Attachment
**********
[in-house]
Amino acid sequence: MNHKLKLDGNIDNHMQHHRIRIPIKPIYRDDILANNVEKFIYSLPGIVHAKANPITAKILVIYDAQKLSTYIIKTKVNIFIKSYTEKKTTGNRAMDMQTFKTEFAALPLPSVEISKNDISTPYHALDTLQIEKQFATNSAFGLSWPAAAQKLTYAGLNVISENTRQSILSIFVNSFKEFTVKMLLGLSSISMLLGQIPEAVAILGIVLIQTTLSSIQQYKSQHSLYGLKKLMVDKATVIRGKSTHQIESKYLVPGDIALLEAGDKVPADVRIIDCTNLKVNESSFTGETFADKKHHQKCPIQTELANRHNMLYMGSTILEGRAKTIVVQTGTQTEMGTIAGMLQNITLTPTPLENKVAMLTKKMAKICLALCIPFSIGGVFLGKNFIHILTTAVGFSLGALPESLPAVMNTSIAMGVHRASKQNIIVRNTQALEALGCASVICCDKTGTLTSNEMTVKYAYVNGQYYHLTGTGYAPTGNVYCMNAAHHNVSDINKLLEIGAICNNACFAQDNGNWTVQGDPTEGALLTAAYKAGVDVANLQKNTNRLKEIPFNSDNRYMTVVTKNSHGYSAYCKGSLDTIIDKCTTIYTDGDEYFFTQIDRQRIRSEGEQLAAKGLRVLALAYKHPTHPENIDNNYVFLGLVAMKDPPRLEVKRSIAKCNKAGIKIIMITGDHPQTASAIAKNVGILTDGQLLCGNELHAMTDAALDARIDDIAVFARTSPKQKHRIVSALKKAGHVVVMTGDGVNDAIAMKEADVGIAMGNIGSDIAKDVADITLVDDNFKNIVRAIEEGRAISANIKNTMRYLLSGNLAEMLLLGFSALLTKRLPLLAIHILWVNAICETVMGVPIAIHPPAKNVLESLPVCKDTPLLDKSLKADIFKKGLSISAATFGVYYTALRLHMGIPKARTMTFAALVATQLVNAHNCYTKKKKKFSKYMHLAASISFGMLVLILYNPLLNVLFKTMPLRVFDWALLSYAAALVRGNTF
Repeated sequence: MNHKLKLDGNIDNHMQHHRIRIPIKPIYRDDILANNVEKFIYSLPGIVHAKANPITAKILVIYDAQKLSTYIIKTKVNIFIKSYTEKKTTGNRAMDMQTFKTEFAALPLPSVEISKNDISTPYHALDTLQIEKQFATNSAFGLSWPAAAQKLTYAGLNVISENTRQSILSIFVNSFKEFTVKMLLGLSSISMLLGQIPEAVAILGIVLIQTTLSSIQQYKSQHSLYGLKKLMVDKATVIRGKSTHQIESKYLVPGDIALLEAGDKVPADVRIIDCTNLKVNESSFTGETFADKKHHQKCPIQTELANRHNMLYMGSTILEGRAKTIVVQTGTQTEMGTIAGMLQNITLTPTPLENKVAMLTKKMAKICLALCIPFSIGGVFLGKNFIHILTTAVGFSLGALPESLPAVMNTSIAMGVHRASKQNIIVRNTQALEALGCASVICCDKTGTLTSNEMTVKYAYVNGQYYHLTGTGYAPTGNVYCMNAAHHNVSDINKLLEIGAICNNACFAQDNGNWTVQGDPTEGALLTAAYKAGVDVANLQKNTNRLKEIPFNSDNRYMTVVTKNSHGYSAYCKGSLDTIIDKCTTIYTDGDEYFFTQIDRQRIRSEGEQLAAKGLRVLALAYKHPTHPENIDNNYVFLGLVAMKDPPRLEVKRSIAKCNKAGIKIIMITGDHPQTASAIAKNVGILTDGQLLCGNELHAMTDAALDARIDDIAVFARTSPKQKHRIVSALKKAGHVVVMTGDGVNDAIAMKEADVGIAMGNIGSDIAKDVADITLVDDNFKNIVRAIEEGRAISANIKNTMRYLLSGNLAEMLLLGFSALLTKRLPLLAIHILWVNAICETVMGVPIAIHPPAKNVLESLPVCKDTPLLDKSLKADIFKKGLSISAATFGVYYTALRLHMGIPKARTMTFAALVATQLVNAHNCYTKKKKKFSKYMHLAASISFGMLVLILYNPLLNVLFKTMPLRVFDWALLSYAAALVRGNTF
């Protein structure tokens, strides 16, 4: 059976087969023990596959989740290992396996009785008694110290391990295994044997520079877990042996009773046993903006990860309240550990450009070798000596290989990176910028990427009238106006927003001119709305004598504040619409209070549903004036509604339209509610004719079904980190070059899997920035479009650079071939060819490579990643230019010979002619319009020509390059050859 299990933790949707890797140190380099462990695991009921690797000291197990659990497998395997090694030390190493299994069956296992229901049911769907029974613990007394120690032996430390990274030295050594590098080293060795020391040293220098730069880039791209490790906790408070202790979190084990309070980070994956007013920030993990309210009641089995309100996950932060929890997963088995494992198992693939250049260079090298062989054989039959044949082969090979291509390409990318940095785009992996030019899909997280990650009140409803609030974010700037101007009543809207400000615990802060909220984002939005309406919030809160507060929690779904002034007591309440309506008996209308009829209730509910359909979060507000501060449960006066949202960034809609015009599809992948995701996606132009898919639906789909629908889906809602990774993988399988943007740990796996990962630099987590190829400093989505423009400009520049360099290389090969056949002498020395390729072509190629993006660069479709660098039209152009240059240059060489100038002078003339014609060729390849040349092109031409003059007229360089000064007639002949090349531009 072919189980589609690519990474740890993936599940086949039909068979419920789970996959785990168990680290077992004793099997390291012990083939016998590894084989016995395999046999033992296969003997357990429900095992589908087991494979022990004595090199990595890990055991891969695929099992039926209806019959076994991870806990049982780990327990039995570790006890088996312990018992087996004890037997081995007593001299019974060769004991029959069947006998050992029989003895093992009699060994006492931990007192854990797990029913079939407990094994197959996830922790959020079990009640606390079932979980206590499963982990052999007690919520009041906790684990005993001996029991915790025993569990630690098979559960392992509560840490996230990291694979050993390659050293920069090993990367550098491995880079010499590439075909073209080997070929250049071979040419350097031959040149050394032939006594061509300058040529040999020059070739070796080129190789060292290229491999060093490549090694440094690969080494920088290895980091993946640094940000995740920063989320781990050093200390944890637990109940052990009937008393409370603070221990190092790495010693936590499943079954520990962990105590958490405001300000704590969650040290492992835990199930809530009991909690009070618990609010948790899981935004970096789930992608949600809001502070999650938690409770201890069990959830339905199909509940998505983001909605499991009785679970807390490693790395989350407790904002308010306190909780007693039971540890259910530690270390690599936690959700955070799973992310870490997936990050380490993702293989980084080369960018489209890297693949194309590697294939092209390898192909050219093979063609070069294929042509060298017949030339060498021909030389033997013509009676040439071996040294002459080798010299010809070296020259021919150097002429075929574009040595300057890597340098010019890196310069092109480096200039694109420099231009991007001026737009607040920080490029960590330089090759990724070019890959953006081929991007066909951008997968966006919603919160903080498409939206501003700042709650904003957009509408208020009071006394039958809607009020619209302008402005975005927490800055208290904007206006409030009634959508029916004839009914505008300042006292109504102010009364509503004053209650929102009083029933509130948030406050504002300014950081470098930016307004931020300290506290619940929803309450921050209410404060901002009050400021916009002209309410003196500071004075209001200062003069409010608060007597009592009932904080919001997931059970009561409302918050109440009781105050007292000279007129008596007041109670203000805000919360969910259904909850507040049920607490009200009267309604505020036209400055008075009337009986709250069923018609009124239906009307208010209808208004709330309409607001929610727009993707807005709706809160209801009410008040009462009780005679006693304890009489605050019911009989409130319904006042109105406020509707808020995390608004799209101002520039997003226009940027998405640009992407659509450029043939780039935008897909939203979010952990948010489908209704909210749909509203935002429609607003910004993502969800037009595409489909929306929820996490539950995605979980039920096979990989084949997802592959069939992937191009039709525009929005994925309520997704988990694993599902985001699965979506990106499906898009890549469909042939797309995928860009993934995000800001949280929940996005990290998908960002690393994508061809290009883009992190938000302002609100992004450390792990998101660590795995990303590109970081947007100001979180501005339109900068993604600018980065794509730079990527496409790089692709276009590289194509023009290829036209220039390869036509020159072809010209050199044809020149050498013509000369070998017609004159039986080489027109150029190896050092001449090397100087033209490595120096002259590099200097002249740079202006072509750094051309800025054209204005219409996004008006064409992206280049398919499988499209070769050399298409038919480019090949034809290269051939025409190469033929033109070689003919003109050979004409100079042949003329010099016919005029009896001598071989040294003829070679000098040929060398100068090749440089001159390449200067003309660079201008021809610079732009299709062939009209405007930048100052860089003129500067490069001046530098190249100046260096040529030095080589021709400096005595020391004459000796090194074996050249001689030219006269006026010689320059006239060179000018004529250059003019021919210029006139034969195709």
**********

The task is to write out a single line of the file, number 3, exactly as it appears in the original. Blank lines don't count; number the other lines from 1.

Repeated sequence: MNHKLKLDGNIDNHMQHHRIRIPIKPIYRDDILANNVEKFIYSLPGIVHAKANPITAKILVIYDAQKLSTYIIKTKVNIFIKSYTEKKTTGNRAMDMQTFKTEFAALPLPSVEISKNDISTPYHALDTLQIEKQFATNSAFGLSWPAAAQKLTYAGLNVISENTRQSILSIFVNSFKEFTVKMLLGLSSISMLLGQIPEAVAILGIVLIQTTLSSIQQYKSQHSLYGLKKLMVDKATVIRGKSTHQIESKYLVPGDIALLEAGDKVPADVRIIDCTNLKVNESSFTGETFADKKHHQKCPIQTELANRHNMLYMGSTILEGRAKTIVVQTGTQTEMGTIAGMLQNITLTPTPLENKVAMLTKKMAKICLALCIPFSIGGVFLGKNFIHILTTAVGFSLGALPESLPAVMNTSIAMGVHRASKQNIIVRNTQALEALGCASVICCDKTGTLTSNEMTVKYAYVNGQYYHLTGTGYAPTGNVYCMNAAHHNVSDINKLLEIGAICNNACFAQDNGNWTVQGDPTEGALLTAAYKAGVDVANLQKNTNRLKEIPFNSDNRYMTVVTKNSHGYSAYCKGSLDTIIDKCTTIYTDGDEYFFTQIDRQRIRSEGEQLAAKGLRVLALAYKHPTHPENIDNNYVFLGLVAMKDPPRLEVKRSIAKCNKAGIKIIMITGDHPQTASAIAKNVGILTDGQLLCGNELHAMTDAALDARIDDIAVFARTSPKQKHRIVSALKKAGHVVVMTGDGVNDAIAMKEADVGIAMGNIGSDIAKDVADITLVDDNFKNIVRAIEEGRAISANIKNTMRYLLSGNLAEMLLLGFSALLTKRLPLLAIHILWVNAICETVMGVPIAIHPPAKNVLESLPVCKDTPLLDKSLKADIFKKGLSISAATFGVYYTALRLHMGIPKARTMTFAALVATQLVNAHNCYTKKKKKFSKYMHLAASISFGMLVLILYNPLLNVLFKTMPLRVFDWALLSYAAALVRGNTF